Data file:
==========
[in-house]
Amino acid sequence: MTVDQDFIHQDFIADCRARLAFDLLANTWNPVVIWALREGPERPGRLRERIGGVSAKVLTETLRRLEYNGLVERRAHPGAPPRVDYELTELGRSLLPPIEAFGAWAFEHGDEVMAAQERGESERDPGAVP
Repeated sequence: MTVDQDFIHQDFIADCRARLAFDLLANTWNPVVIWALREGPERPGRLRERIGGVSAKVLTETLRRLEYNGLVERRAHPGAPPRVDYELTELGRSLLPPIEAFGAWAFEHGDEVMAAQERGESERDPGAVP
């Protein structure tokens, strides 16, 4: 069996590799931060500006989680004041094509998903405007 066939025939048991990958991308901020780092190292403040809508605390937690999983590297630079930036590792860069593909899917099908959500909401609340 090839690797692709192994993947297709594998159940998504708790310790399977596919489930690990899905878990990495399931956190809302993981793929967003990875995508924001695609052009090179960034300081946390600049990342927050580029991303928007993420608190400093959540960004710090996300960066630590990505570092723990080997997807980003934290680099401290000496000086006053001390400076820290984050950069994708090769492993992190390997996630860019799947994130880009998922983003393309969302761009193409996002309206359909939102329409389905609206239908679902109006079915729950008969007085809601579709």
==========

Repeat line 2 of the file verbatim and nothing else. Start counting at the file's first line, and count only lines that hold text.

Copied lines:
Amino acid sequence: MTVDQDFIHQDFIADCRARLAFDLLANTWNPVVIWALREGPERPGRLRERIGGVSAKVLTETLRRLEYNGLVERRAHPGAPPRVDYELTELGRSLLPPIEAFGAWAFEHGDEVMAAQERGESERDPGAVP